CNET también está disponible en español.

Ir a español

Don't show this again

Christmas Gift Guide
Tech Industry

Uber to Waymo: We aren't using your self-driving car tech

The legal battle heats up as Uber calls Waymo's claims demonstrably wrong and a "misfire."

uber-self-driving-car.jpg

Uber responded to Waymo's lawsuit over self-driving cars.

Uber

Uber has fired back at Waymo in the legal battle over the future of self-driving cars.

The ride-hailing company said in a court filing Friday that Waymo, formerly known as Google's self-driving car unit, has wrongly accused Uber of stealing trade secrets to develop its autonomous cars.

Uber also asked the court to deny Waymo's request for an injunction against Uber's self-driving car program and said Waymo's accusations were "demonstrably false."

The crux of Waymo's lawsuit, filed in February, is the claim that a former Google employee, Anthony Levandowski, stole 14,000 "highly confidential" files before he left to found his own self-driving trucking startup. Uber bought the startup, Otto, last year.

Levandowski helped develop Waymo's lidar technology, a key component in self-driving cars that lets the vehicles "see" their surroundings and detect traffic, pedestrians, bicyclists and other obstacles. The company alleged that the stolen information has benefited Uber as it's developed its own driverless car tech.

In its court filing, Uber said its lidar technology is "fundamentally different" from Waymo's.

"Waymo's injunction motion is a misfire: there is no evidence that any of the 14,000 files in question ever touched Uber's servers and Waymo's assertion that our multi-lens LiDAR is the same as their single-lens LiDAR is clearly false," Angela Padilla, associate general counsel at Uber, said in a statement. "If Waymo genuinely thought that Uber was using its secrets, it would not have waited more than five months to seek an injunction. Waymo doesn't meet the high bar for an injunction, which would stifle independent innovation and competition."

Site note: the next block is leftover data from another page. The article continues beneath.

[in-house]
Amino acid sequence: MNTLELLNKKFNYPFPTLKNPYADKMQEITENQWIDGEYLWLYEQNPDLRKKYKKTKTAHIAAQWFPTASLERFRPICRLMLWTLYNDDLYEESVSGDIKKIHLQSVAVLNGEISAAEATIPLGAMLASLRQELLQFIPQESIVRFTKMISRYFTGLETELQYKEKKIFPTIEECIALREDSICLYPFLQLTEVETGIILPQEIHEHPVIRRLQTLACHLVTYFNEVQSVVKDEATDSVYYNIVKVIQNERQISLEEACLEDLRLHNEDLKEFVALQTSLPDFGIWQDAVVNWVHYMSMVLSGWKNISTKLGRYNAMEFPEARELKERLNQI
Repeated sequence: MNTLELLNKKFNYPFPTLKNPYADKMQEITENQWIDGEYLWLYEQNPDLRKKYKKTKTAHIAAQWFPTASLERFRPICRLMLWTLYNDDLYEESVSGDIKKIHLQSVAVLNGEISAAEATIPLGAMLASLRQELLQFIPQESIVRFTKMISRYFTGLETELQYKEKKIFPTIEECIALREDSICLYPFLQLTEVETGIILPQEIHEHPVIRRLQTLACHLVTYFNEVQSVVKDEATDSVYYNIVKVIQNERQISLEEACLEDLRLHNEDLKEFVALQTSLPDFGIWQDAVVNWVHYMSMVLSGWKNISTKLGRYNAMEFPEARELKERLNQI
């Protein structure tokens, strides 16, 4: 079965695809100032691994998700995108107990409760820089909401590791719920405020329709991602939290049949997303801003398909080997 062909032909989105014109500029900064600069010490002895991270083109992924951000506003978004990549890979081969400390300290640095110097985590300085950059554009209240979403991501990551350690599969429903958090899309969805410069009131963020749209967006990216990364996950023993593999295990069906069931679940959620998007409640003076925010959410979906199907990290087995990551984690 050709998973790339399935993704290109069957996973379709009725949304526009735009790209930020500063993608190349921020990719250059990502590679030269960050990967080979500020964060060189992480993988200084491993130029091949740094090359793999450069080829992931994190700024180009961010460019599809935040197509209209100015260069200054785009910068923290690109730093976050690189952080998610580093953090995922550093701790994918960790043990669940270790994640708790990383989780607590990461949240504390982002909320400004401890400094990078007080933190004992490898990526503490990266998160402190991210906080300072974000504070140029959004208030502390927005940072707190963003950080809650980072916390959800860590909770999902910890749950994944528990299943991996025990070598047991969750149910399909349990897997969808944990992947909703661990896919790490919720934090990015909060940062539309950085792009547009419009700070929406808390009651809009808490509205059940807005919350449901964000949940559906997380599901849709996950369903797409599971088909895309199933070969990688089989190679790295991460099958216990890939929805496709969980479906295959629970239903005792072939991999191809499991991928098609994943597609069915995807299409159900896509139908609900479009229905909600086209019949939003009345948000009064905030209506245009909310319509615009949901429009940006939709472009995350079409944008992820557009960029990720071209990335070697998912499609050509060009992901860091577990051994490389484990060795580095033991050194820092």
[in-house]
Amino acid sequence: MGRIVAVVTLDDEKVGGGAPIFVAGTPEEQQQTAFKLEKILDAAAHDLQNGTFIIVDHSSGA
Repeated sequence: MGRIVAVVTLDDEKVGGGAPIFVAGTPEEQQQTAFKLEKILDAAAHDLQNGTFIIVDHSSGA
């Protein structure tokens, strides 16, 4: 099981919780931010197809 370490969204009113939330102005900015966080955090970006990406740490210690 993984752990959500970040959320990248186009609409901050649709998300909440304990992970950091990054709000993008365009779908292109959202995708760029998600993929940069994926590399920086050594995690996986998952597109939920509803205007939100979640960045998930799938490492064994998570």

This is the first time Uber has publicly laid out its side of the case since Waymo's February filing of the suit, which is being heard in the District Court for the Northern District of California.

Pitting two of Silicon Valley's biggest tech titans against each other, this high-stakes legal showdown seems like something out of a spy novel. It centers on Waymo's claims that Uber allegedly stole secret self-driving car technology and includes everything from accusations of theft to Uber's key witness pleading the Fifth to avoid self-incrimination.

In the filing, Uber said it searched its computers and didn't find any of the files in question.

Waymo said Uber isn't searching in the right place.

"Uber's assertion that they've never touched the 14,000 stolen files is disingenuous at best, given their refusal to look in the most obvious place: the computers and devices owned by the head of their self-driving program," a Waymo spokeswoman said in a statement. "We're asking the court to step in based on clear evidence that Uber is using, or plans to use, our trade secrets to develop their LiDAR technology, as seen in both circuit board blueprints and filings in the State of Nevada."